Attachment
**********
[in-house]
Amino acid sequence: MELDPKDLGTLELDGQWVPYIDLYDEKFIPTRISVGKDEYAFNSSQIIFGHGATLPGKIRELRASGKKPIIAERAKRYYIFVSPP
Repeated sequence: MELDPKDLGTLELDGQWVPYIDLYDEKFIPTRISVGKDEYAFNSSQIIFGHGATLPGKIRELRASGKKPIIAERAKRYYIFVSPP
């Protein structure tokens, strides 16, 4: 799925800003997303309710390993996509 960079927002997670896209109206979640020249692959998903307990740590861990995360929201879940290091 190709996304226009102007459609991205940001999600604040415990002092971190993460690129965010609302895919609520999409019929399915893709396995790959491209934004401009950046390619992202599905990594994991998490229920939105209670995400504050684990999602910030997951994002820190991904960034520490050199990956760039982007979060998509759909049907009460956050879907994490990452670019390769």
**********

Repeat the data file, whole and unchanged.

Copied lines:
[in-house]
Amino acid sequence: MELDPKDLGTLELDGQWVPYIDLYDEKFIPTRISVGKDEYAFNSSQIIFGHGATLPGKIRELRASGKKPIIAERAKRYYIFVSPP
Repeated sequence: MELDPKDLGTLELDGQWVPYIDLYDEKFIPTRISVGKDEYAFNSSQIIFGHGATLPGKIRELRASGKKPIIAERAKRYYIFVSPP
């Protein structure tokens, strides 16, 4: 799925800003997303309710390993996509 960079927002997670896209109206979640020249692959998903307990740590861990995360929201879940290091 190709996304226009102007459609991205940001999600604040415990002092971190993460690129965010609302895919609520999409019929399915893709396995790959491209934004401009950046390619992202599905990594994991998490229920939105209670995400504050684990999602910030997951994002820190991904960034520490050199990956760039982007979060998509759909049907009460956050879907994490990452670019390769």